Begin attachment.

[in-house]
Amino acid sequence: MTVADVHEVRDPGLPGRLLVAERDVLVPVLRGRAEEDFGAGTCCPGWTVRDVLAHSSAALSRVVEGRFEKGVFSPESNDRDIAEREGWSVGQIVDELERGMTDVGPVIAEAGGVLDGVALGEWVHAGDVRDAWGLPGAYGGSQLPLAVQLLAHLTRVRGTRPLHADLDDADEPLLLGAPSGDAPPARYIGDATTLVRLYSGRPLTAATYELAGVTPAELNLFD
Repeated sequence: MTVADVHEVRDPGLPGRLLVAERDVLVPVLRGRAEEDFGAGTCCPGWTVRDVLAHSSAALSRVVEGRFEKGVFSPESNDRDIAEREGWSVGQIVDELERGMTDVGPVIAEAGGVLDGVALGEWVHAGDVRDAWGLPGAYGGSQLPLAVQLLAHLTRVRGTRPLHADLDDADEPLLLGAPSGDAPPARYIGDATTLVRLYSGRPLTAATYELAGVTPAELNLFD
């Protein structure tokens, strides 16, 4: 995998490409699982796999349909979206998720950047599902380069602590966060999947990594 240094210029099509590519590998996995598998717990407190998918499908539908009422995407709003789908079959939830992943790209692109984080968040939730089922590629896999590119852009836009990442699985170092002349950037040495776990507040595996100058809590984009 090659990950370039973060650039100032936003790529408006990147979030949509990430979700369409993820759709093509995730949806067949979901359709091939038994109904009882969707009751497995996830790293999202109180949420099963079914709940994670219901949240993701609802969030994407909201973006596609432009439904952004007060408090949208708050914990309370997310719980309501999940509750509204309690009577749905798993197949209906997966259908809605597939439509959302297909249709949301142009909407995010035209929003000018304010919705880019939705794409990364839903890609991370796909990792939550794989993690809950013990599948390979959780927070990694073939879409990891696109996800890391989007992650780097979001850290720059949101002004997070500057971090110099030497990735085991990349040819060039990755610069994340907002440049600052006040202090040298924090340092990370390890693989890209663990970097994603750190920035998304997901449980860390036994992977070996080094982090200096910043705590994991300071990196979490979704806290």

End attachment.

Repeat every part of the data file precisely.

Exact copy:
[in-house]
Amino acid sequence: MTVADVHEVRDPGLPGRLLVAERDVLVPVLRGRAEEDFGAGTCCPGWTVRDVLAHSSAALSRVVEGRFEKGVFSPESNDRDIAEREGWSVGQIVDELERGMTDVGPVIAEAGGVLDGVALGEWVHAGDVRDAWGLPGAYGGSQLPLAVQLLAHLTRVRGTRPLHADLDDADEPLLLGAPSGDAPPARYIGDATTLVRLYSGRPLTAATYELAGVTPAELNLFD
Repeated sequence: MTVADVHEVRDPGLPGRLLVAERDVLVPVLRGRAEEDFGAGTCCPGWTVRDVLAHSSAALSRVVEGRFEKGVFSPESNDRDIAEREGWSVGQIVDELERGMTDVGPVIAEAGGVLDGVALGEWVHAGDVRDAWGLPGAYGGSQLPLAVQLLAHLTRVRGTRPLHADLDDADEPLLLGAPSGDAPPARYIGDATTLVRLYSGRPLTAATYELAGVTPAELNLFD
């Protein structure tokens, strides 16, 4: 995998490409699982796999349909979206998720950047599902380069602590966060999947990594 240094210029099509590519590998996995598998717990407190998918499908539908009422995407709003789908079959939830992943790209692109984080968040939730089922590629896999590119852009836009990442699985170092002349950037040495776990507040595996100058809590984009 090659990950370039973060650039100032936003790529408006990147979030949509990430979700369409993820759709093509995730949806067949979901359709091939038994109904009882969707009751497995996830790293999202109180949420099963079914709940994670219901949240993701609802969030994407909201973006596609432009439904952004007060408090949208708050914990309370997310719980309501999940509750509204309690009577749905798993197949209906997966259908809605597939439509959302297909249709949301142009909407995010035209929003000018304010919705880019939705794409990364839903890609991370796909990792939550794989993690809950013990599948390979959780927070990694073939879409990891696109996800890391989007992650780097979001850290720059949101002004997070500057971090110099030497990735085991990349040819060039990755610069994340907002440049600052006040202090040298924090340092990370390890693989890209663990970097994603750190920035998304997901449980860390036994992977070996080094982090200096910043705590994991300071990196979490979704806290």